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UK Times: US “Claims” Zarqawi Died From Blast

The UK's Sunday Times, the same paper that tried to pass off a photo of Iraqis executed by terrorists as victims of US troops, now gives us this headline and tinfoil fodder:

In this photo released by the Multi-National Force – Iraq at a press conference in the heavily fortified Green Zone in Baghdad Monday, June 12, 2006, illustrates the injury patterns allegedly sustained by Abu Musab al-Zarqawi's spiritual adviser, Sheik Abdul-Rahman, that caused his death following a U.S. airstrike on Wednesday, June 7, 2006.

Iraq terror leader died from internal injuries, US claims

June 12, 2006

Iraq terror leader died from internal injuries, US claims

By Simon Freeman and agencies

The US military today released post mortem examination findings from the body of Abu Musab al-Zarqawi, apparently proving that that the terror chief was killed by shockwaves from two 500lb bombs dropped on his hideout.

A series of conflicting accounts over how al-Qaeda's leader in Iraq met his death have fuelled rumours that he may have survived the original blast but been beaten and shot by police or soldiers at the scene.

Questions have also been raised over how al-Zarqawi suffered relatively little visible injury compared to associates also in the safe house in Baquba, north of Baghdad, when it was struck by an airstrike on Thursday night.

Colonel Steve Jones, command surgeon for Multinational Forces, told a press conference that al-Zarqawi survived for 52 minutes after the first of the two co-ordinated strikes on the house. He insisted that shockwaves from the bomb eventually caused his internal organs to fail.

“There was extensive blast injury to the lungs. The cause of death was close based primary blast injury of the lung. Blast waves from the two bombs caused tearing, bruisng of the lungs and bleeding,” he said.

“This wound was not immediately fatal. Death occurred as lung function deteriorated and the lungs became progressively unable to absorb oxygen into bloodstream."

Colonel Jones explained that the difference in al-Zarqawi's injuries from those suffered by his spiritual adviser Sheik Abdul Rahman were explained by their relative positions in the house.

He assured reporters that exploding shells sent the majority of shrapnel out along a relatively well defined line of impact, which killed the cleric instantly.

Major General William Caldwell told reporters that US ground troops arrived about 28 minutes after the airstrike and treated al-Zarqawi, who was breathing with difficulty. A medical examiner was quoted as saying that the terror leader had "no evidence of beating or any firearm injuries."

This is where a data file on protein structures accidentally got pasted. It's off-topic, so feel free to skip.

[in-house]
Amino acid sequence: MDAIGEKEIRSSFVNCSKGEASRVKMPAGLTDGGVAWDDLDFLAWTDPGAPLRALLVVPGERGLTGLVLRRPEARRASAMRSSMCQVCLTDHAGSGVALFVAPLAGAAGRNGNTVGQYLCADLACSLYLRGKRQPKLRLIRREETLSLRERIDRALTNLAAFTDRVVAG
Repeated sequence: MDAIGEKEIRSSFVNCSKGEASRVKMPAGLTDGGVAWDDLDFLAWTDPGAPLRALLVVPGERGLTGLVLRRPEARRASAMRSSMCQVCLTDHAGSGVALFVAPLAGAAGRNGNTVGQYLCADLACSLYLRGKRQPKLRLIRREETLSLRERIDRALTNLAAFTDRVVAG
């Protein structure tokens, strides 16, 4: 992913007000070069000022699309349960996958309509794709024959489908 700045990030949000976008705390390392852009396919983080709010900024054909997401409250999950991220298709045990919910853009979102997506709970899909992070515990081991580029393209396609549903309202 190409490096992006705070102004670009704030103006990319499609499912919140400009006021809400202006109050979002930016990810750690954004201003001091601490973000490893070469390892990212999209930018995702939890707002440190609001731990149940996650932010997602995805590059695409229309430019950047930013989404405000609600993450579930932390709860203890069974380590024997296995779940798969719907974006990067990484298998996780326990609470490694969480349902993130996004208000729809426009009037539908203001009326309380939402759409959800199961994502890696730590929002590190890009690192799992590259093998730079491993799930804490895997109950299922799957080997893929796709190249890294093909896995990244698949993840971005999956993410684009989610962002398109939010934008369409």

Maj Gen Caldwell said that the first bomb was dropped by an F-16 at 6.12pm on and that US troops arrived at 6.40pm. Iraqi police were already at the scene.

"His pulse was such that he was not going to live. It was very evident that he had extremely massive internal injuries. At 7.04pm on June 7, Zarqawi was dead."

Al-Zarqawi was the country's most prolific and brutal terrorist, responsible for dozens of suicide attacks and execution-style mass killings that pushed Iraq to the brink of civil war.

He is thought personally to have beheaded at least three Western hostages, including Kenneth Bigley, the Liverpool engineer abducted in September 2004 and murdered three weeks later after being made to beg for his life on video.

The death of the terrorist has given a boost to Iraq's new coalition government of national unity and raised some hope that Iraq's Sunni Muslim minority, most heavily involved in the anti-US insurgency, can be brought back into the political process.

The US explanation of al-Zarqawi's death is unlikely to silence his fanatical followers, who are treating his killing as martyrdom.

It's unlikely to silence the Sunday Times either. But I guess that's redundant.

A series of conflicting accounts over how al-Qaeda's leader in Iraq met his death have fuelled rumours that he may have survived the original blast but been beaten and shot by police or soldiers at the scene.

By "a series" the Sunday Times means one (formerly unnamed but now given dozens of names) "witness" who has changed his preposterous story countless times already.

But the Sunday Times must be worried about being "hoaxed" by the duplicitous US military.

They are such easy marks, time and again.

This article was posted by Steve Gilbert on Monday, June 12th, 2006. Comments are currently closed.

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